When it comes to football in Northeast Nebraska, you’ll struggle to find a bigger name, or person, than Russ Hochstein.
Checking in at 6 feet, 3 inches tall and 235 pounds by the time he graduated, Russ was a 12-time letterman for Hartington Cedar Catholic in the early 1990s and went on to play college at Nebraska as an interior offensive lineman. In his senior year in 2000, he blocked for a running game that averaged 349.2 yards per game, the most in the nation.
Hochstein was drafted by the Tampa Bay Buccaneers in the fifth round in 2001. The next season, he was signed by the New England Patriots and won two Super Bowls over the course of 6½ seasons with the team.
He followed up with brief tenures with the Arizona Cardinals, Denver Broncos and Kansas City Chiefs before retiring after the 2012 season. Hochstein now works as an independent consultant in Massachusetts.
Almost a decade later, Hochstein’s second cousin will be suiting up for his final game at the Northeast Nebraska All-Star Football Classic. However, his path through Cedar Catholic looked different from that of his predecessor.
Kerby Hochstein checks in at 5-foot-5, 155 pounds. It gives him the shortest height and ties him for the second lightest weight among those participating in the annual contest (Adam Miller of Elkhorn Valley weighs 150).
Such measurements planted seeds of doubt in the minds of many of those around him, who thought Hochstein was too short to play a position as intense as middle linebacker, let alone the sport.
“There’ve been times when people tell me I’m too short or I’m not big enough,” he said. “but I like to prove people wrong, and I just kept working hard, trying to prove myself, and I think it paid off.”
To do so, he spent time putting in the extra work on and off the field, sometimes more than even his coaches asked of him.
Living in different parts of the country, Russ and Kerby Hochstein haven’t been able to speak much recently. Nevertheless, the younger Hochstein was able to draw plenty of inspiration from his second cousin’s background and, perhaps more importantly, his work ethic.
“I haven’t talked to him for years, but I can tell you one thing,” Kerby Hochstein said. “It was always pretty cool on Sundays to watch him play on TV and kind of point him out.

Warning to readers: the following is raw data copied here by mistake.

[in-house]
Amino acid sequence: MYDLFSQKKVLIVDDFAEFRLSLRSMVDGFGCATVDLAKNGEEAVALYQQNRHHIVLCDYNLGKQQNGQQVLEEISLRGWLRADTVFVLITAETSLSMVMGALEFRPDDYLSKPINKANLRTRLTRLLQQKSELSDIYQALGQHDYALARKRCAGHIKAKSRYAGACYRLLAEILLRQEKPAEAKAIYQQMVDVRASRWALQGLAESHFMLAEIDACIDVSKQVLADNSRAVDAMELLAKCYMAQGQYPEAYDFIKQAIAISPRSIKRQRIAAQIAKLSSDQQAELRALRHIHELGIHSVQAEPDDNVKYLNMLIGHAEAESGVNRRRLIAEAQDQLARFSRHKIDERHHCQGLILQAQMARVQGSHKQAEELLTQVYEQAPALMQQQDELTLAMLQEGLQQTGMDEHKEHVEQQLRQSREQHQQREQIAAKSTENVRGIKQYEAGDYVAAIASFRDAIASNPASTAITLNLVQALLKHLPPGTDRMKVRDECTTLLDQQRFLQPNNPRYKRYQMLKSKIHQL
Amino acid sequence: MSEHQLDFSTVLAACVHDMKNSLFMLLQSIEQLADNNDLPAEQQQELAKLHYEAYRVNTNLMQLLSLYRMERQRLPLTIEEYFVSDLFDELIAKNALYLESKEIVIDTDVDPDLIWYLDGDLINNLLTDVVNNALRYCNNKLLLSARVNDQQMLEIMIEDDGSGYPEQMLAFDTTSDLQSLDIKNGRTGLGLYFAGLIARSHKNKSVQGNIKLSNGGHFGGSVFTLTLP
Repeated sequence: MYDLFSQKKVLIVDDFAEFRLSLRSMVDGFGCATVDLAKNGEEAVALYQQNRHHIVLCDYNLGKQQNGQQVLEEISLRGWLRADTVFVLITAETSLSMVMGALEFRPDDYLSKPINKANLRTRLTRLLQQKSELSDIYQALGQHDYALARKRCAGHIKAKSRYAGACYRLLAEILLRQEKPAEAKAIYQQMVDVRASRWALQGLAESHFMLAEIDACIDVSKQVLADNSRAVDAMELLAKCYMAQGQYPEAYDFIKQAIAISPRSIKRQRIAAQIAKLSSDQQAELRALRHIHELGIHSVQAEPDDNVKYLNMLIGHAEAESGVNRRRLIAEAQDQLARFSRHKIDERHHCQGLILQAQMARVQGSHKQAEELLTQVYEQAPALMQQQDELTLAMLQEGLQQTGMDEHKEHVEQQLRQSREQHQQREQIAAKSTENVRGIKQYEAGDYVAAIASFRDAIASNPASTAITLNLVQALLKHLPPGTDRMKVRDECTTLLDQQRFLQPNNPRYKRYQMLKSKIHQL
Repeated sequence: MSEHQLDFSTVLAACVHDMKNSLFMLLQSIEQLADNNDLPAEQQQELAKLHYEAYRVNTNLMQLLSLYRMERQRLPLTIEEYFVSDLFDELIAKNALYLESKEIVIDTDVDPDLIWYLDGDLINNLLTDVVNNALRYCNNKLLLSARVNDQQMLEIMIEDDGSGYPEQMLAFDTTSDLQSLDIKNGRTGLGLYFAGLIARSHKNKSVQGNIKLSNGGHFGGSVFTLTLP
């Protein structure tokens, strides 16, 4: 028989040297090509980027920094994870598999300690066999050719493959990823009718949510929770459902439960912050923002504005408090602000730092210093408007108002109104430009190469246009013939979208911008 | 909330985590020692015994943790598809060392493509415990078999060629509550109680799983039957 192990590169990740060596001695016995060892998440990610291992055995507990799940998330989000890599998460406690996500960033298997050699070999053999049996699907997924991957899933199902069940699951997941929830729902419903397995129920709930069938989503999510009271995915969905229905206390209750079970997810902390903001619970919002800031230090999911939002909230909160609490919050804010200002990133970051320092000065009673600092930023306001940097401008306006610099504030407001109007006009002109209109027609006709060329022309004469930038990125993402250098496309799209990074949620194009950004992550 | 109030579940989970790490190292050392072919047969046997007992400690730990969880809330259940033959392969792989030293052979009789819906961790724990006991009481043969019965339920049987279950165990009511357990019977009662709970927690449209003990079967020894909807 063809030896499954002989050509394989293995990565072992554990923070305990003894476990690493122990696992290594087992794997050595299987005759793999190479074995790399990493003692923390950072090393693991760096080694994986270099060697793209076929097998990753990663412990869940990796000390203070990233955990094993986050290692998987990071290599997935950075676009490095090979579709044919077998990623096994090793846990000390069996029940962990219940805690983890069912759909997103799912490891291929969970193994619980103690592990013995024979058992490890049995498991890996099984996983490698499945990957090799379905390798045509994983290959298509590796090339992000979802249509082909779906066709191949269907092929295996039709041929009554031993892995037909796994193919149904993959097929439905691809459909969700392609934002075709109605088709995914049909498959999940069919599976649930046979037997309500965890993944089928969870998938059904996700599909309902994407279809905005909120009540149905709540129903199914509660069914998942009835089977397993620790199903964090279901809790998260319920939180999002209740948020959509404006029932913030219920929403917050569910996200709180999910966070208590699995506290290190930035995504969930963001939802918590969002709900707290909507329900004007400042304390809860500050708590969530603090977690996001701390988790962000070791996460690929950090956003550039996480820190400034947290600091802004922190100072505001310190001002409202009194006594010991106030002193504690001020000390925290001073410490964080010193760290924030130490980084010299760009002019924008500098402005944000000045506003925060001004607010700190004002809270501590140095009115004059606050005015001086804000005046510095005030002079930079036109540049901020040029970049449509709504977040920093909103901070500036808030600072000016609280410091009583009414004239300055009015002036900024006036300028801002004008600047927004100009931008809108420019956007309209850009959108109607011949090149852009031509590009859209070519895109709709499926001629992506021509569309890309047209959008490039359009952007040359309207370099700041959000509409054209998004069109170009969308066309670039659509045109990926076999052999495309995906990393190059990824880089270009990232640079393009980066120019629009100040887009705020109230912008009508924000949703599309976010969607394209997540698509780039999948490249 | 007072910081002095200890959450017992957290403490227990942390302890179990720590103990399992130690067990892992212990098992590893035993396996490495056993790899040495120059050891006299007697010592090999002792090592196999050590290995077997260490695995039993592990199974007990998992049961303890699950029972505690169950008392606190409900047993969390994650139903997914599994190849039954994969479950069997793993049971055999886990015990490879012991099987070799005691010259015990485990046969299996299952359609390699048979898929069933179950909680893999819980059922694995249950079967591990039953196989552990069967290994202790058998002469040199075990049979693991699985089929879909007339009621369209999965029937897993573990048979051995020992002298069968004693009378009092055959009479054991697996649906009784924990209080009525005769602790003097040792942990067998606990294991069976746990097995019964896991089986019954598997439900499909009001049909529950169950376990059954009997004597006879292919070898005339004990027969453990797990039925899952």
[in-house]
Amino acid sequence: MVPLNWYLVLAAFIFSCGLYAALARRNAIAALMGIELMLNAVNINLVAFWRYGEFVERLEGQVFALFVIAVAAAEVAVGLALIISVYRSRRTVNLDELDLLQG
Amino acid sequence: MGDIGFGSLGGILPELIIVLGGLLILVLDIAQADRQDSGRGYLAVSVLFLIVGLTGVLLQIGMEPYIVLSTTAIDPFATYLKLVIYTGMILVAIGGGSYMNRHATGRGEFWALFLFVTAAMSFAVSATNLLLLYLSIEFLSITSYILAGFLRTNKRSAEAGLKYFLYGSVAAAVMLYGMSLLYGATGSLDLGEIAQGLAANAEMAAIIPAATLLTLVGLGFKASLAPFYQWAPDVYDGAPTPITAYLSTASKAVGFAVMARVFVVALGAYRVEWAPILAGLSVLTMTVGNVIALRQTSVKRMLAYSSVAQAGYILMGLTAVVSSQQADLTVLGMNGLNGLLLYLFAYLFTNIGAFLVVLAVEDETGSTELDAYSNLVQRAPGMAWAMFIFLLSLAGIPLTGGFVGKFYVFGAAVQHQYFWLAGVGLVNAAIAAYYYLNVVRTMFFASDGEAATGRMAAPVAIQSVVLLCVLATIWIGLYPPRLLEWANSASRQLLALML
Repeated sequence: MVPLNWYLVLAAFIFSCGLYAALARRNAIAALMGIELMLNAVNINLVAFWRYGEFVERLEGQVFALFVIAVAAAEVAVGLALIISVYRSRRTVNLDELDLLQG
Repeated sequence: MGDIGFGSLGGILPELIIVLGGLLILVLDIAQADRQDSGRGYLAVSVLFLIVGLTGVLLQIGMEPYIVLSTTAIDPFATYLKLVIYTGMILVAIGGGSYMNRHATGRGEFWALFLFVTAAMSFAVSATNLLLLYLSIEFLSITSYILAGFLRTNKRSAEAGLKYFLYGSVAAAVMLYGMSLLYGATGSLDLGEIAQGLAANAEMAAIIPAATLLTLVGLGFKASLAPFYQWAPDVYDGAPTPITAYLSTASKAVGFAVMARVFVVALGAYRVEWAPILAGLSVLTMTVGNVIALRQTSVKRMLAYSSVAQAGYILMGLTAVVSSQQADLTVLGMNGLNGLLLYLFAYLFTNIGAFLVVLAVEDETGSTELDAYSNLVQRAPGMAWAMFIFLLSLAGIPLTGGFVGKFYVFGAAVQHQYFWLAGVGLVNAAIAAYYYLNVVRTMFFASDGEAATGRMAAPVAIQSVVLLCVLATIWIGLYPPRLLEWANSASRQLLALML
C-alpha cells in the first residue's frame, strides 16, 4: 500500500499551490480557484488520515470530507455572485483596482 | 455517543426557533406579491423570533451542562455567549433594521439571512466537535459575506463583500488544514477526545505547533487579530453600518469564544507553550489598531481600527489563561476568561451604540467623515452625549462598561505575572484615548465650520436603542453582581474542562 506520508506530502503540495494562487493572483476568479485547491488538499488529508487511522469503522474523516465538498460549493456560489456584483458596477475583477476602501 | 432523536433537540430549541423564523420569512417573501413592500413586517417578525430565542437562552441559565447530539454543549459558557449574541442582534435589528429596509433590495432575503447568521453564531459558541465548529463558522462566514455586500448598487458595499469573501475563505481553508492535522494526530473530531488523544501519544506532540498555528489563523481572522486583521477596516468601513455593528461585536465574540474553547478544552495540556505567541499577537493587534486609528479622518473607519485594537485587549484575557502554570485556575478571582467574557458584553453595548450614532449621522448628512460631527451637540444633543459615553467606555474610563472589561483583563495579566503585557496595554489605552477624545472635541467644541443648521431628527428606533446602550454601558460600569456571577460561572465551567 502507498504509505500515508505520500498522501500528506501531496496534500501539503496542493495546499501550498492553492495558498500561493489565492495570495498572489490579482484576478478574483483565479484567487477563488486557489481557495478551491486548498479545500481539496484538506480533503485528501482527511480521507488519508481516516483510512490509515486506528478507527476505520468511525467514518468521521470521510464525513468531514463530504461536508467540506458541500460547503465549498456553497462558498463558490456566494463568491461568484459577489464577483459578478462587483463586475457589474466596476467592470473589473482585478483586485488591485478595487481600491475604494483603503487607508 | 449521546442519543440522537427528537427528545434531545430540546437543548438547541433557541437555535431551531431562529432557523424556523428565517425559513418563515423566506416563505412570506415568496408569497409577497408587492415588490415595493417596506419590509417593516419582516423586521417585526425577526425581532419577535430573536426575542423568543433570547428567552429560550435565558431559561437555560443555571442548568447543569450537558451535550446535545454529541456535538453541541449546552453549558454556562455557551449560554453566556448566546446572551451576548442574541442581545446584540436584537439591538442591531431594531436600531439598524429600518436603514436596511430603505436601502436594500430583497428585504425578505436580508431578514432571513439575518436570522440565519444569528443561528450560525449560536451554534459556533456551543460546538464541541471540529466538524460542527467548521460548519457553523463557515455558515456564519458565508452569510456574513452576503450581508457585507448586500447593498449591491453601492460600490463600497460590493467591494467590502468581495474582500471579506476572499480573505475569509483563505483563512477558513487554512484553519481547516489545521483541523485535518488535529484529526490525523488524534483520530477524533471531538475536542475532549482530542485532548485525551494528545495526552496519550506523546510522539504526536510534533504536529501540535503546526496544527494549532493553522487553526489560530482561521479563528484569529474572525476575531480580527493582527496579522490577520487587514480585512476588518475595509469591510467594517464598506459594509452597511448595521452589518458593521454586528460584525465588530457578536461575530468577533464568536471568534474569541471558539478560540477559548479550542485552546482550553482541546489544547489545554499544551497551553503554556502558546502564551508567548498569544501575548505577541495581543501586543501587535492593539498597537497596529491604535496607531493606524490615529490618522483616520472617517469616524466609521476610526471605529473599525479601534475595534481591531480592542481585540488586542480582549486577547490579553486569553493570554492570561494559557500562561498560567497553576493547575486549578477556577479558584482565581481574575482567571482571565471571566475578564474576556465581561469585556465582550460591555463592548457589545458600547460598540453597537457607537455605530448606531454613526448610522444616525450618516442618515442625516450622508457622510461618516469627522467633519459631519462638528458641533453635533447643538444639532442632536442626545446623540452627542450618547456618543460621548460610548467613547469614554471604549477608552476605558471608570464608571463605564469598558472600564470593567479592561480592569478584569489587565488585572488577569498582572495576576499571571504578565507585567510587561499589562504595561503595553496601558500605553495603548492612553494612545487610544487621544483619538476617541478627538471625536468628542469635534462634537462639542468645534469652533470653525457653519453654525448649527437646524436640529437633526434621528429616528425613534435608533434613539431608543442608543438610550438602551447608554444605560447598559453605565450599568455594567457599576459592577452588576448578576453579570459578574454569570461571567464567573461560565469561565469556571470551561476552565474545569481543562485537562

“It inspired me in that he was a small-town farm kid kind of like me. He worked his butt off to get to the NFL and inspires our kids around here to just work hard and if they work hard, these kids’ dreams will come true.”
In Kerby Hochstein’s case, that inspiration and hard work made him one of Cedar Catholic’s most valuable players on defense. In the 2020 season, the middle linebacker led the team in total tackles (70) and solo tackles (37) and was second in tackles for loss (8).
His efforts headlined a Trojans defense that allowed just 14 points per game and helped the team to an 8-3 record en route to the Class C2 quarterfinals. Up until this past season, Hochstein hadn’t taken on the challenge of being a middle linebacker, which essentially requires him to be to the defense what the quarterback is to the offense.
“It was a different task for me because before my senior year, I never really had that job of being the main guy,” Hochstein said, “but I think I became a better leader after taking that role and got a way better knowledge of the game.”
Hochstein’s football journey will come to an end on Saturday, and he’ll head to Northeast Community College in the fall to pursue a degree in building construction. He’ll make sure to soak in the practices and the game.
“Not everyone gets this opportunity to play one more game, and I’m just going to enjoy every second of it,” Hochstein said.
The Northeast Nebraska All-Star Football Classic returns for its eighth installment Saturday, June 12, after being canceled last year amid the COVID-19 pandemic. Kickoff is set for noon at Veterans Memorial Field in Norfolk.
The White team has won each of the past two meetings, winning the 2019 contest 20-13. This year, it’ll be coached by BRLD’s Dan Maresh, who will be coaching at North Bend Central in the fall.